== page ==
Editor's note: This essay earned the author a 2012 Herb Moss Business of Baseball Scholarship from Ohio University's E.W. Scripps School of Journalism. Moss is a longtime SABR member and a 1968 graduate of the Scripps school. He established the scholarship to recognize the importance of business and economic news, and to follow his love of baseball. Moss is VP at UBS investments, which specializes in financial services. The essay is being republished in its original form at SABR.org with the permission of Herb Moss.
By Robert St. John Schreier
Moneyball has made such an impact in professional and minor league baseball that the term itself has entered the lexicon of baseball. Teams that appear to value the concepts of sabermetrics (advanced statistical analysis) are often said to be playing "Moneyball.” Baseball traditionalists, in particular some scouts and media members decry the sabermetric revolution and have disparaged Moneyball for emphasizing concepts of sabermetrics over more traditional methods of player evaluation. Nevertheless, the impact of Moneyball upon major league front offices is undeniable. In its wake, large payroll teams have also hired full-time sabermetric analysts in order to compete in the world of talent evaluation too. Moneyball is now beginning to have an impact on minor league baseball. I know this because I have been named as the director of media relations and sole play-by-play baseball announcer (summer, 2012 capstone unpaid sports broadcasting internship) for the Salem-Keizer (Oregon) Volcanoes, the single “A” minor league affiliates of the San Francisco Giants.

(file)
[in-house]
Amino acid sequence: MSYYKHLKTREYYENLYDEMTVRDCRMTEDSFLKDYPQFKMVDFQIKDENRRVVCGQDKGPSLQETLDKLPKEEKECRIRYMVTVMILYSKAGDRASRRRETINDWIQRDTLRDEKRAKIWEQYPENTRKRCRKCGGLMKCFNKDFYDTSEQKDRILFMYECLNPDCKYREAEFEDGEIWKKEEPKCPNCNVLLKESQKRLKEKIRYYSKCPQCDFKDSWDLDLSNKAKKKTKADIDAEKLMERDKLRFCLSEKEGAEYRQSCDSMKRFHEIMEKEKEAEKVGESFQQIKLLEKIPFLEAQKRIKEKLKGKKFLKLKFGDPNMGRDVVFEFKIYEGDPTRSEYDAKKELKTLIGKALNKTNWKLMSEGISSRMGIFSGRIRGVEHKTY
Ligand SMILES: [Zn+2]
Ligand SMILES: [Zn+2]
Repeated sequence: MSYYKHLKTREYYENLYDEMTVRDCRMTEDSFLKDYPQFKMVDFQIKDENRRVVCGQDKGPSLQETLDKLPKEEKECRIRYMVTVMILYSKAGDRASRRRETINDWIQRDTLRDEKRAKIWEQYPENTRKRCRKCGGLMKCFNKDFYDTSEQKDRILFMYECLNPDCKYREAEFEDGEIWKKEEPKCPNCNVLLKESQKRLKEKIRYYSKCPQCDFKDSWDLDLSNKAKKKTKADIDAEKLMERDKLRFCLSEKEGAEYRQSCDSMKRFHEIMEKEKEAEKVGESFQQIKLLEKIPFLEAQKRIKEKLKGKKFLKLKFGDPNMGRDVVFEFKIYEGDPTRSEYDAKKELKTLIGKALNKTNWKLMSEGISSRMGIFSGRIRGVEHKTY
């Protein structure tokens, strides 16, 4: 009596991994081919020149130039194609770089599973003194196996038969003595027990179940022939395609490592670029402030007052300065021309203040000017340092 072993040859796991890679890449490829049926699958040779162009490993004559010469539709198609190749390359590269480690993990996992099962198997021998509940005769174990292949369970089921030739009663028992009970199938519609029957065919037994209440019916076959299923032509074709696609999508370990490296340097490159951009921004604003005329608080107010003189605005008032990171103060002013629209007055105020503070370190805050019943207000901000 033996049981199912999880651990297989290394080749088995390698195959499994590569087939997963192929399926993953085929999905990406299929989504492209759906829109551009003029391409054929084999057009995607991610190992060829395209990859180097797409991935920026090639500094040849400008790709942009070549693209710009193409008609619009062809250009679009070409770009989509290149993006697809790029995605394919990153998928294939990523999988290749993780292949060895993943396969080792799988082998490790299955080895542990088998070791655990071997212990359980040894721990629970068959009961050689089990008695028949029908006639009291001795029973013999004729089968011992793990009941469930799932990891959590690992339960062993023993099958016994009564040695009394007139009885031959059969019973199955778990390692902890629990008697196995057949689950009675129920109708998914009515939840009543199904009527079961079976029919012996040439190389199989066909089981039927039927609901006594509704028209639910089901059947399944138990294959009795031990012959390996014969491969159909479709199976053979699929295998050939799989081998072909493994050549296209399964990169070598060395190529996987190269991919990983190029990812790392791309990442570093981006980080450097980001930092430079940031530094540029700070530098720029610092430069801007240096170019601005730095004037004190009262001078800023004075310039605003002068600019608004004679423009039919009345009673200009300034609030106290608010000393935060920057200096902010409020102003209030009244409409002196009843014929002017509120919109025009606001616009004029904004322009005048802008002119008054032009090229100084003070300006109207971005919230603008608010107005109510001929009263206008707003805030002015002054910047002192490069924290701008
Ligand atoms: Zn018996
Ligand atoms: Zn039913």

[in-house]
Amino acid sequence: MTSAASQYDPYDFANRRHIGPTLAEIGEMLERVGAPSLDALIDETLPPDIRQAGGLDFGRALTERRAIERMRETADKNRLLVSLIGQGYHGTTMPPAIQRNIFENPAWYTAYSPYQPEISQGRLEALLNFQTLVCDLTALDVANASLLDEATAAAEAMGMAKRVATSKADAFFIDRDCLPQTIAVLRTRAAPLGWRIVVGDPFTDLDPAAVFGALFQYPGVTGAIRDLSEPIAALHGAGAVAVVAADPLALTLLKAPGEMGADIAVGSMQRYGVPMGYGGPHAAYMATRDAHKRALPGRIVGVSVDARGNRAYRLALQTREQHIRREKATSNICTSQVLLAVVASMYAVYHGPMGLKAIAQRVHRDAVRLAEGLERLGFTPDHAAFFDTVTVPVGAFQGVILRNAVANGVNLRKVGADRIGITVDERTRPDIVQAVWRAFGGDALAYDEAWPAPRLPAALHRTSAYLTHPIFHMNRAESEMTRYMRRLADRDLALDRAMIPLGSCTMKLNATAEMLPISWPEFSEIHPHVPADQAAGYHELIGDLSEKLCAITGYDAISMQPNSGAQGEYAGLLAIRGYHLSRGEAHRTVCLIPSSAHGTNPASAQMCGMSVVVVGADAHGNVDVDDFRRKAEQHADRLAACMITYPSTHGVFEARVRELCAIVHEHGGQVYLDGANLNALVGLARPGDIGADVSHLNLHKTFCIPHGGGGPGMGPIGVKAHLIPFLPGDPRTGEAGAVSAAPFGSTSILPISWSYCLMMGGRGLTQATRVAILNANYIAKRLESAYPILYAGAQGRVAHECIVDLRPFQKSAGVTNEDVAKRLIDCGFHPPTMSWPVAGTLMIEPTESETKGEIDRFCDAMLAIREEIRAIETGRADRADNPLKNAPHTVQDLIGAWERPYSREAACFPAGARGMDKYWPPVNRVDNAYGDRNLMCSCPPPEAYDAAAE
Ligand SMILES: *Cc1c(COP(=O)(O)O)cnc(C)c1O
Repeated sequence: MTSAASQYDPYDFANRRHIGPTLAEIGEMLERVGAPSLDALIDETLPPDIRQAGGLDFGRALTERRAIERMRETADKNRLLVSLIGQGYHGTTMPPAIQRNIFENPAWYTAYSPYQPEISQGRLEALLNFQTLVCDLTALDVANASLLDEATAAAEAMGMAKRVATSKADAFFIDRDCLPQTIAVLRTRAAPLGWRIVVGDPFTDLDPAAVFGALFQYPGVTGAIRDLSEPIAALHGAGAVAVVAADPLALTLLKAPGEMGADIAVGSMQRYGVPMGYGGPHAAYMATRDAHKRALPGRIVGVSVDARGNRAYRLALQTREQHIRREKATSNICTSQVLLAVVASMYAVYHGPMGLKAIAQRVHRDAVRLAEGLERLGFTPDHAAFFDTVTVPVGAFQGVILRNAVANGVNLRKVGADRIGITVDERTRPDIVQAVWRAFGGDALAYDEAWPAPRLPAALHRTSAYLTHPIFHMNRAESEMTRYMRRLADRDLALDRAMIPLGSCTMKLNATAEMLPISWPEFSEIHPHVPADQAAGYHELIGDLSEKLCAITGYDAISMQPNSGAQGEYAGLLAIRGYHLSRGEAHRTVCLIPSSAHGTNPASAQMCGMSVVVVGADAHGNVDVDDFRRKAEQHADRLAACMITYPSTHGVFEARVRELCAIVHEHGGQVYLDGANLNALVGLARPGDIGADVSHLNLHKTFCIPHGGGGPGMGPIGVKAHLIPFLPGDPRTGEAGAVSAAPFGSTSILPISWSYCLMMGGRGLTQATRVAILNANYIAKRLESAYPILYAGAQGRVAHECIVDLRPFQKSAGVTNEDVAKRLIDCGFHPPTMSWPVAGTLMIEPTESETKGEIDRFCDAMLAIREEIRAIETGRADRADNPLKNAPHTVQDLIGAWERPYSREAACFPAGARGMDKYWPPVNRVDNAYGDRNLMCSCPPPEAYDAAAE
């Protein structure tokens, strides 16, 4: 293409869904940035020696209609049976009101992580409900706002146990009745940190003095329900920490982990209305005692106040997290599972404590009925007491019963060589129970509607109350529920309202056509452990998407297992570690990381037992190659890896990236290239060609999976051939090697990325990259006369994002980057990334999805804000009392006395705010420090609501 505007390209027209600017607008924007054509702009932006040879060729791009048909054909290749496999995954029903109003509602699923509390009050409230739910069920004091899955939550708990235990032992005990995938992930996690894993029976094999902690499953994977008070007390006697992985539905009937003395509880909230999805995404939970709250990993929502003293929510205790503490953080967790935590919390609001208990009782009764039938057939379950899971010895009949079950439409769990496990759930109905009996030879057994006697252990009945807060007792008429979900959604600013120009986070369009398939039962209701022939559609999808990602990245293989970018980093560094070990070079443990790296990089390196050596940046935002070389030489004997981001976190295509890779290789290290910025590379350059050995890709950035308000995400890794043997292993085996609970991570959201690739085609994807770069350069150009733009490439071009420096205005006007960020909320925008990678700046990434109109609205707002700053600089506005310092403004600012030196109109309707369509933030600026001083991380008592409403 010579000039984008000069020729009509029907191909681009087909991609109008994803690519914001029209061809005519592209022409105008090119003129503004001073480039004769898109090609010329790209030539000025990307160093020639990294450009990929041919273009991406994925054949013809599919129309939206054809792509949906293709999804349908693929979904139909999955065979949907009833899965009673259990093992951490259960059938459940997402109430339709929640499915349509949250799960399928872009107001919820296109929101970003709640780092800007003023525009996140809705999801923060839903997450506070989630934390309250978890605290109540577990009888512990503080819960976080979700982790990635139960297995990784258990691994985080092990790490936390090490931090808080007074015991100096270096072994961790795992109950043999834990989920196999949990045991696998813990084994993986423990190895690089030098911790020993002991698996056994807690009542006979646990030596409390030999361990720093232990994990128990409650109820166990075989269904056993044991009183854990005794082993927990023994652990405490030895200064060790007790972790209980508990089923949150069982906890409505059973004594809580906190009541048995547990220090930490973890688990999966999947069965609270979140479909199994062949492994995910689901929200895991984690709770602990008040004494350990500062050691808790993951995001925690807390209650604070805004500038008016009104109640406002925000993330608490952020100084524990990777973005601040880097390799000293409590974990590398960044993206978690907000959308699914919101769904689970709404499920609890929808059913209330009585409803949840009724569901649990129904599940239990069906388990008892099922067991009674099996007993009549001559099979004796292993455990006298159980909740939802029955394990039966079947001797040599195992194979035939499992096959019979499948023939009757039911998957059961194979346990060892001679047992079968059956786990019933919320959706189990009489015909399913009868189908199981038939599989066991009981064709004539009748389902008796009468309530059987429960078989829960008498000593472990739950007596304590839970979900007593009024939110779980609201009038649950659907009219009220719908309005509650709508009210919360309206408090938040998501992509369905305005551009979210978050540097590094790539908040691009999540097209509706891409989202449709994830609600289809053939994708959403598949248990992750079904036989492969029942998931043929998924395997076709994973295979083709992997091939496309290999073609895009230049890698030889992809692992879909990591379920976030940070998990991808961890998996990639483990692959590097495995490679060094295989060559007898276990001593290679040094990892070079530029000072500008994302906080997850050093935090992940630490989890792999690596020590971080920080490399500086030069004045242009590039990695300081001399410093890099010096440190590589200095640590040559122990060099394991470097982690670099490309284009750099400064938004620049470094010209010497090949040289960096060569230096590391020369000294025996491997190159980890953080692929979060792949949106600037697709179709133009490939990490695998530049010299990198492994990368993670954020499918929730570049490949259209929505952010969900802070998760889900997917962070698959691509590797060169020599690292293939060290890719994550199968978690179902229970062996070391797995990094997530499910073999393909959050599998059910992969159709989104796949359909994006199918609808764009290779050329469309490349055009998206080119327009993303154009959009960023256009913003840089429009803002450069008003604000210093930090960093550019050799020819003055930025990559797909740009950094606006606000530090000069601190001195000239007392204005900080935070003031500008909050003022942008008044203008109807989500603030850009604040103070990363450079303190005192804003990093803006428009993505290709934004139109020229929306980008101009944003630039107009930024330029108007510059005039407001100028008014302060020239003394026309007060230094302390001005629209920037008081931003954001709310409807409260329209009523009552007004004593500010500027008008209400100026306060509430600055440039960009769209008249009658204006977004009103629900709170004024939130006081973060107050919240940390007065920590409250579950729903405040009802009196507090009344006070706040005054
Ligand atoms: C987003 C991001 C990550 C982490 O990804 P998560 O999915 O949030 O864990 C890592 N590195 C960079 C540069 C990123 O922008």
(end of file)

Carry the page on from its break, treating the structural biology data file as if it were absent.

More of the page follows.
The central premise of Moneyball is the collected wisdom of “baseball insiders” (including players, managers, coaches, scouts, and the front office staff) over the past 50 years is subjective, and more often than not, flawed. Statistics such as stolen bases, runs batted in (RBI), and batting average, typically used to gauge players, are products of a 19th century view of the game and what statistics were available at that “ancient” time. The book highlights the Oakland Athletics (A’s) front office and how it took advantage of more analytical gauges of player performance to put together a team that, mathematically, cold compete successfully against richer competitors in Major League Baseball (MLB).
Rigorous statistical analysis had demonstrated that on-base percentage (OBP) and slugging percentage (SLG) are better indicators of offensive success than the usual garden variety of baseball statistics, and the A's became convinced that these qualities were cheaper to obtain on the open market than more historically valued qualities such as speed and contact. These observations often flew in the face of conventional baseball wisdom and the beliefs of many baseball scouts and executives.